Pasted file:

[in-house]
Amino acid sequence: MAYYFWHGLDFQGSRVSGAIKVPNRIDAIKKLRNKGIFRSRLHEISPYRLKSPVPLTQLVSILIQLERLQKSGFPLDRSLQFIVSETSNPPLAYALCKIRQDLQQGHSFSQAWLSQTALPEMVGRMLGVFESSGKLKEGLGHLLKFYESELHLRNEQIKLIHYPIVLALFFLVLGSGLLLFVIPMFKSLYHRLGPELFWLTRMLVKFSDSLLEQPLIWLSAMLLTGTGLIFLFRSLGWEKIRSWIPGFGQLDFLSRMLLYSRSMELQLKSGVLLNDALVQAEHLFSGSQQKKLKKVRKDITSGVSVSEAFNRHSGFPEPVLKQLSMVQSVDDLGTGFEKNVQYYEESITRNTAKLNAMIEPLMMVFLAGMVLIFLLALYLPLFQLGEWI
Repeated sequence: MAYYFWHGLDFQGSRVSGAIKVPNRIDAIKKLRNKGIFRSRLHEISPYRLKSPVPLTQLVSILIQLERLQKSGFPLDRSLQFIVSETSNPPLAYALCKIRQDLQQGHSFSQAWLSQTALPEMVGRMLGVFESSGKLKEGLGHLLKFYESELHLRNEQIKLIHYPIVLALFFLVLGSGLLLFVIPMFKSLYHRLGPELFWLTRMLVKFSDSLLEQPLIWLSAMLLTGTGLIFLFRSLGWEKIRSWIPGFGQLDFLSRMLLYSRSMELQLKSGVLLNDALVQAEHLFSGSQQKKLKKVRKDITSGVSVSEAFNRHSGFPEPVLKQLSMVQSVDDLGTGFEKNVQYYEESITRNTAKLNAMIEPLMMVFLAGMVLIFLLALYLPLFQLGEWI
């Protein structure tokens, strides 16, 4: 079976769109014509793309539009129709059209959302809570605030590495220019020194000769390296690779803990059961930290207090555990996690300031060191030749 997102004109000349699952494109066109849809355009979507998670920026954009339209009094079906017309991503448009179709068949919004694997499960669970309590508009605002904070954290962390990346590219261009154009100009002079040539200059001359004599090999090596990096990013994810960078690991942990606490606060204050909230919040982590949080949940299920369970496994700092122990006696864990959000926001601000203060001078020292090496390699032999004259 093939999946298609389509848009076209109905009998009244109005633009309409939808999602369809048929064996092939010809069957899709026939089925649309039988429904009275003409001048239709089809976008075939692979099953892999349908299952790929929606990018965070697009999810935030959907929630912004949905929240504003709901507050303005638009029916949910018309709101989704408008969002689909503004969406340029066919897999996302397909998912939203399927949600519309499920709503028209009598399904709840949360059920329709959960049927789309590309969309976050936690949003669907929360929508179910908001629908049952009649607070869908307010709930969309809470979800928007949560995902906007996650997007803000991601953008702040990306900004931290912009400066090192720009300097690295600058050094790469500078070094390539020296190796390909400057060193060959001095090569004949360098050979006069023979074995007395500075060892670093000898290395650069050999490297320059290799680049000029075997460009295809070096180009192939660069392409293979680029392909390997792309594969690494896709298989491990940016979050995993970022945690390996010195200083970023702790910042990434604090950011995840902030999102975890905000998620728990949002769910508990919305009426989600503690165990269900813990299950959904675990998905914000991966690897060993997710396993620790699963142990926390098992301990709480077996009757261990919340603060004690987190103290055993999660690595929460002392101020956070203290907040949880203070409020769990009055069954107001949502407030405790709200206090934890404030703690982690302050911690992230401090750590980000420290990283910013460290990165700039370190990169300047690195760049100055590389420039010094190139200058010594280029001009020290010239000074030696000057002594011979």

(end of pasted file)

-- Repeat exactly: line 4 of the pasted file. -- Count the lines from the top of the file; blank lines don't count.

């Protein structure tokens, strides 16, 4: 079976769109014509793309539009129709059209959302809570605030590495220019020194000769390296690779803990059961930290207090555990996690300031060191030749 997102004109000349699952494109066109849809355009979507998670920026954009339209009094079906017309991503448009179709068949919004694997499960669970309590508009605002904070954290962390990346590219261009154009100009002079040539200059001359004599090999090596990096990013994810960078690991942990606490606060204050909230919040982590949080949940299920369970496994700092122990006696864990959000926001601000203060001078020292090496390699032999004259 093939999946298609389509848009076209109905009998009244109005633009309409939808999602369809048929064996092939010809069957899709026939089925649309039988429904009275003409001048239709089809976008075939692979099953892999349908299952790929929606990018965070697009999810935030959907929630912004949905929240504003709901507050303005638009029916949910018309709101989704408008969002689909503004969406340029066919897999996302397909998912939203399927949600519309499920709503028209009598399904709840949360059920329709959960049927789309590309969309976050936690949003669907929360929508179910908001629908049952009649607070869908307010709930969309809470979800928007949560995902906007996650997007803000991601953008702040990306900004931290912009400066090192720009300097690295600058050094790469500078070094390539020296190796390909400057060193060959001095090569004949360098050979006069023979074995007395500075060892670093000898290395650069050999490297320059290799680049000029075997460009295809070096180009192939660069392409293979680029392909390997792309594969690494896709298989491990940016979050995993970022945690390996010195200083970023702790910042990434604090950011995840902030999102975890905000998620728990949002769910508990919305009426989600503690165990269900813990299950959904675990998905914000991966690897060993997710396993620790699963142990926390098992301990709480077996009757261990919340603060004690987190103290055993999660690595929460002392101020956070203290907040949880203070409020769990009055069954107001949502407030405790709200206090934890404030703690982690302050911690992230401090750590980000420290990283910013460290990165700039370190990169300047690195760049100055590389420039010094190139200058010594280029001009020290010239000074030696000057002594011979």